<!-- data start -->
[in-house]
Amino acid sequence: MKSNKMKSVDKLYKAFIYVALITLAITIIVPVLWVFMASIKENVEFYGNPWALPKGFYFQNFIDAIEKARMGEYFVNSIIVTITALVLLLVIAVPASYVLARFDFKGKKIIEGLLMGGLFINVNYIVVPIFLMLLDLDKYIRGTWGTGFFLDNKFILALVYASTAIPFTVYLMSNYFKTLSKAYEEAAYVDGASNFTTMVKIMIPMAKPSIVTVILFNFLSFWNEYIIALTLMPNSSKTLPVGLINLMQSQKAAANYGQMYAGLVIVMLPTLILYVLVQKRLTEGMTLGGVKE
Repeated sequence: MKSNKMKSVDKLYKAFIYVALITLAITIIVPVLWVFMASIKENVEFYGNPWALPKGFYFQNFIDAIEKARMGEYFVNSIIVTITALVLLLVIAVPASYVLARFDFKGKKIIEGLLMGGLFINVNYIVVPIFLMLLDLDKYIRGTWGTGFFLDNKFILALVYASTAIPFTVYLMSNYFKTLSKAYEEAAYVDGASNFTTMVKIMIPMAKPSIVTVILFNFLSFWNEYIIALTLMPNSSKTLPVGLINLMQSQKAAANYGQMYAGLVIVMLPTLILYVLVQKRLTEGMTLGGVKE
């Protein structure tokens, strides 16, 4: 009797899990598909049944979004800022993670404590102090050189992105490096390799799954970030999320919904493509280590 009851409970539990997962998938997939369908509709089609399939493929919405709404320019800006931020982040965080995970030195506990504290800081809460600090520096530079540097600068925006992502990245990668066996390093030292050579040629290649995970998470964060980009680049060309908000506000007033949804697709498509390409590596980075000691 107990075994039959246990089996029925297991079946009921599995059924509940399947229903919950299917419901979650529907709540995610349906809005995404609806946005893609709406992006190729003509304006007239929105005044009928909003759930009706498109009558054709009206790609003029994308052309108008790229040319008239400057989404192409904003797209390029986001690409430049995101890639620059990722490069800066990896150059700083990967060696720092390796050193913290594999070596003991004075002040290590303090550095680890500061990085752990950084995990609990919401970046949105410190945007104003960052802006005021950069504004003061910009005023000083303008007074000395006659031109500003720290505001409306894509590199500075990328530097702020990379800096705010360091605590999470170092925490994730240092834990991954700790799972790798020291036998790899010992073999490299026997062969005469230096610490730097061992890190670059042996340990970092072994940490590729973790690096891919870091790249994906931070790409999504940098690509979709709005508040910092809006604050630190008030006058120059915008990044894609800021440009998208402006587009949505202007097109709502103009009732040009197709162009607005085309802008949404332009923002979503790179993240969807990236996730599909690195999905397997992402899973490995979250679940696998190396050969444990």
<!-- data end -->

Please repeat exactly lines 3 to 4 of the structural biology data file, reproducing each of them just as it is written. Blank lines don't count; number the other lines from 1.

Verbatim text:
Repeated sequence: MKSNKMKSVDKLYKAFIYVALITLAITIIVPVLWVFMASIKENVEFYGNPWALPKGFYFQNFIDAIEKARMGEYFVNSIIVTITALVLLLVIAVPASYVLARFDFKGKKIIEGLLMGGLFINVNYIVVPIFLMLLDLDKYIRGTWGTGFFLDNKFILALVYASTAIPFTVYLMSNYFKTLSKAYEEAAYVDGASNFTTMVKIMIPMAKPSIVTVILFNFLSFWNEYIIALTLMPNSSKTLPVGLINLMQSQKAAANYGQMYAGLVIVMLPTLILYVLVQKRLTEGMTLGGVKE
């Protein structure tokens, strides 16, 4: 009797899990598909049944979004800022993670404590102090050189992105490096390799799954970030999320919904493509280590 009851409970539990997962998938997939369908509709089609399939493929919405709404320019800006931020982040965080995970030195506990504290800081809460600090520096530079540097600068925006992502990245990668066996390093030292050579040629290649995970998470964060980009680049060309908000506000007033949804697709498509390409590596980075000691 107990075994039959246990089996029925297991079946009921599995059924509940399947229903919950299917419901979650529907709540995610349906809005995404609806946005893609709406992006190729003509304006007239929105005044009928909003759930009706498109009558054709009206790609003029994308052309108008790229040319008239400057989404192409904003797209390029986001690409430049995101890639620059990722490069800066990896150059700083990967060696720092390796050193913290594999070596003991004075002040290590303090550095680890500061990085752990950084995990609990919401970046949105410190945007104003960052802006005021950069504004003061910009005023000083303008007074000395006659031109500003720290505001409306894509590199500075990328530097702020990379800096705010360091605590999470170092925490994730240092834990991954700790799972790798020291036998790899010992073999490299026997062969005469230096610490730097061992890190670059042996340990970092072994940490590729973790690096891919870091790249994906931070790409999504940098690509979709709005508040910092809006604050630190008030006058120059915008990044894609800021440009998208402006587009949505202007097109709502103009009732040009197709162009607005085309802008949404332009923002979503790179993240969807990236996730599909690195999905397997992402899973490995979250679940696998190396050969444990």